The plan was to stay for no more than an hour.
Four hours and a lot of wine later, I was still there. Oops.
I mean, good grief. What are these people trying to do to me? And at 11 o’clock in the morning, no less. They must know that my camera does not have an angle wide enough for that amount of wine, to say nothing of my palate.
I needed a strategy if I was to survive the session and quick. It went something like this.
(1) Go for bottles tagged with ‘Must Taste’ labels
(2) Or bottles that were super-expensive (because, let’s face it, when else am I going to get the opportunity)
(3) Remember to spit – spit as if I were spitting for Ireland
I won’t say that I was completely faithful to the strategy, but I did at least manage to leave with a head that was somewhat clearer than it had been after the last monster tasting event I attended.
I also figured out that my wine-to-cost compass is hopelessly awry. There were wines that retail at €120 a pop that left me cold, wines within my less-than-€20 grasp that charmed me – I’m thinking especially of the Lingenfelder rieslings from Germany – and wines like the €45 Musella Amarone della Valpolicella 2005 that I liked twice as much as wines that were twice the price. Wine, in the end, is about what you like – and if you can find something that appeals, and not have to spend a small fortune on it, then so much the better.
My education continued by way of a masterclass with Jonathan Maltus, a winemaker with operations on three continents, no less. He clearly knows a thing or two about vine juice, having produced wines successfully in Bordeaux, Napa Valley and the Barossa.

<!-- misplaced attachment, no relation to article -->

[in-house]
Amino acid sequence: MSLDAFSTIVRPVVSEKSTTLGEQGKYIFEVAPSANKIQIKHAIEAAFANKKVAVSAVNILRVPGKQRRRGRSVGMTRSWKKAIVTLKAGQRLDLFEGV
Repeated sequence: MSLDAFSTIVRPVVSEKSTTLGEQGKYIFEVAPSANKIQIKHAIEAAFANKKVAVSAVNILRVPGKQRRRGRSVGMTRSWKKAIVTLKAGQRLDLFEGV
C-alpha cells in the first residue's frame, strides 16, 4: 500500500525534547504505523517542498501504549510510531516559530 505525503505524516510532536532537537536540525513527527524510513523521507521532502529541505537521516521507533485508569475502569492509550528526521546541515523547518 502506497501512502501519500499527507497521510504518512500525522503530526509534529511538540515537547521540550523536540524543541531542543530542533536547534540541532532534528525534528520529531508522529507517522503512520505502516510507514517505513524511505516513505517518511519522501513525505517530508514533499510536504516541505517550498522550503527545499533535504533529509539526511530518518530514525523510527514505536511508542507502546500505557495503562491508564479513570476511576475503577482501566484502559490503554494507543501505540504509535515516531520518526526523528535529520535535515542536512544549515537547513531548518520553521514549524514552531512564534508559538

I learned, for a start, that he makes some beautiful wines – I particularly liked his Australians – perhaps not a huge surprise, as that’s the way my tastes seem to roll. I discovered that grenache – which he called the wine maker’s most hated variety – can actually have a bit of body to it (or, rather more bluntly, that I’ve been drinking the pissy stuff up until now). As a variety, grenache can be prolific in its production of grapes which, it transpires, is not always a good thing when it comes to making wine. If you want to make great wine, the man says, you don’t want to be greedy about it. Less, in this case, is definitely more.
And speaking of more, there was just one more thing.
As I left the tasting and checked my email, I read something that made my heart skip several beats. I received confirmation of an invitation to jet off to Argentina and Chile to visit the vineyards at Dona Paula and Carmen.
Did you hear that?
Argentina and Chile, people. In two weeks time. Nine days. Two vineyards. One Spud. (And, yes, a few other people as well).
I think I may justly be accused of leaving the best wine ’til last.